Team 254 Presents: 2013 Build Blog

As far as I know many west coast teams drill a hole into the drive shaft, push the encoder into the hole, and then zip tie the wire to the belly pan. No mount is needed.

It’s how we did it for our offseason robot. It’s great. The only word of caution is to make sure you’ve got a good fit between the hole and the encoder shaft. If its too loose, it will easily fall out. If its too tight, you’ll bend the shaft when trying to insert it. We marred up the encoder shafts using vise grips to make it easier to get a nice press fit.

Correct, we do this almost everywhere.

Sometimes we use a standoff as a post next to the encoder body to make it easier to lock torsionally.

So if I’m understanding this correctly, the encoder is just floating or resting on something?

It’s generally just floating, with whatever’s holding onto the wire (typically a ziptie) providing the tiny amount of force needed to keep the encoder from spinning with the axle.

The idea behind this is to not mechanically over-constrain the encoder, as rigidly mounting the encoder as well as pressing its shaft into the axle would do.

Do you guys have any pictures of said West Side sorcery? We East Side folks be wondering. :wink:

You can sort of see it here. Look at the last picture in the original post. There’s no mount. The bore for the encoder is a tight fit (just under press fit) and the encoder wire is zip tied to the baseplate.

Here’s the best shot I saw on 254’s blog.

That looks mighty…sketchy. I suppose the fact that so many people use this method speaks to its validity, but doesn’t the encoder want to spin with the axle? While I expect that the zipped down wires help some of that, I can’t help but think that there’s a little wiggle in there.

  • Sunny G.

Even if it does wiggle, it really can’t wiggle enough to mess up 15 seconds of driving.

These are the ball bearing S4 encoders. This will not work with the bushing ones. We do not use the bushing ones anywhere. We typically hot glue the connector and add additional strain relief to the wire to prevent damage to the wire/connector. If done properly there is no “wiggle” as the bearing drag is the only friction that exists and is quite minimal. We have done this (on 254/968) for as long as I can remember using encoders (nearly 10 years now).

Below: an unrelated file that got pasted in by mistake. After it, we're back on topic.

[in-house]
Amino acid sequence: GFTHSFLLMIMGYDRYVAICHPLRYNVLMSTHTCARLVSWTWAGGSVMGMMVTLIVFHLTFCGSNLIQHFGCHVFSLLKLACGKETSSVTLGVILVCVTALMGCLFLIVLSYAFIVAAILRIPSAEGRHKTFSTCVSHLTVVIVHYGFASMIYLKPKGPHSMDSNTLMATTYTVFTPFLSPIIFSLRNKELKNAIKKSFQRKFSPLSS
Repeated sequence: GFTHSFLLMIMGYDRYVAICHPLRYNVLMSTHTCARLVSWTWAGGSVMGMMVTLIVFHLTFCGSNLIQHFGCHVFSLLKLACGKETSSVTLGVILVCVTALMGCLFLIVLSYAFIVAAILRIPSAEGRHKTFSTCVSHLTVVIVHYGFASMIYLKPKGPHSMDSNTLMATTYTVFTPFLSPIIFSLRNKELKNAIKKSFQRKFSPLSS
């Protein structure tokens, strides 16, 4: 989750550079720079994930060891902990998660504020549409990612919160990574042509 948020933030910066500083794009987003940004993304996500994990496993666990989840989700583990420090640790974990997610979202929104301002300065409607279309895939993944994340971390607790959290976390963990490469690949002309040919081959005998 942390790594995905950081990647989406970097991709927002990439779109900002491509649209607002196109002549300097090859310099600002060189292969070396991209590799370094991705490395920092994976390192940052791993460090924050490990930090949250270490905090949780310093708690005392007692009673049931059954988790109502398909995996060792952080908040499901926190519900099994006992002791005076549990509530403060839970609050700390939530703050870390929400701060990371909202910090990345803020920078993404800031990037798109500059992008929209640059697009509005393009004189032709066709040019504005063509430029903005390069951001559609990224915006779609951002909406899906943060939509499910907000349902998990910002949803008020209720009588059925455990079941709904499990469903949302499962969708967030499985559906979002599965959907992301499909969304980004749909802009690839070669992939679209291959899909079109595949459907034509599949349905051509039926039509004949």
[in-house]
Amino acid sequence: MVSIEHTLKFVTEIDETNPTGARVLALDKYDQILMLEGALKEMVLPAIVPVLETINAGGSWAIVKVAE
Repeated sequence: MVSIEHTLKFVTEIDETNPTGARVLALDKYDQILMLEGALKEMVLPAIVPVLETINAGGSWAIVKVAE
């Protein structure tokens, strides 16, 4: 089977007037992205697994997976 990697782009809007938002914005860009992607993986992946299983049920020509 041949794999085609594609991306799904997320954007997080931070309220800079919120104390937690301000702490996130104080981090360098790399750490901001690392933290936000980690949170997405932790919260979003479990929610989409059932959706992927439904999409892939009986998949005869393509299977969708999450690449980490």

I thought it was rather bizarre as well until I learned it while on 968. It really works a treat, and ensures that there is no binding or misalignment anywhere. As Travis mentioned, the bearing friction is very minimal, so there is no real load on the wires.

It’s also really nice in that it’s darn short axially. Lets you sneak them in on a lot of things real easy.

This year we used a couple 050 brackets to prevent the encoder from rotating. The idea was to connect the 2 pieces with a loose bolt so the encoder was prevented from rotating but still allowed to translate based on the alignment. The idea worked well until at some point the students found a “loose bolt” and tightened it. This led to 2 broken S4 ball bearing shafts.

One thing I learned was the shaft on the S4 is actually only 1/8" in diameter when it necks through the ball bearing. See images below.

I’m liking the wire + zip-tie idea!




Sorry to keep derailing this thread…I called to order the S4 from US Digital, it seems that they are having a manufacturing problem and as such they will only sell their current inventory to customers who have ordered them in the past.

Being that we haven’t used them in the past it looks like we can’t order them. Does anyone have an alternative encoder we can use?


We had great performance from the Grayhill encoders recommended by VexPro for their ball shifters. We got ours from DigiKey.

Great idea Travis, Thanks for sharing.

This year Team 751 is going to try using an organization tool called Trello. This is a an open source project management system popular amongst new product developers here in Silicon Valley.

Instead of a blog, which tells you what was done, this is a task tracking system were people can tackle unknown problems and collaborate and monitor progress on the task. I am pretty sure it will work well as a mobile app for Android or iOS.

“The motto of all the mongoose family is, “Run and find out,” and Rikki-tikki was a true mongoose.”

― Rudyard Kipling, Rikki-Tikki-Tavi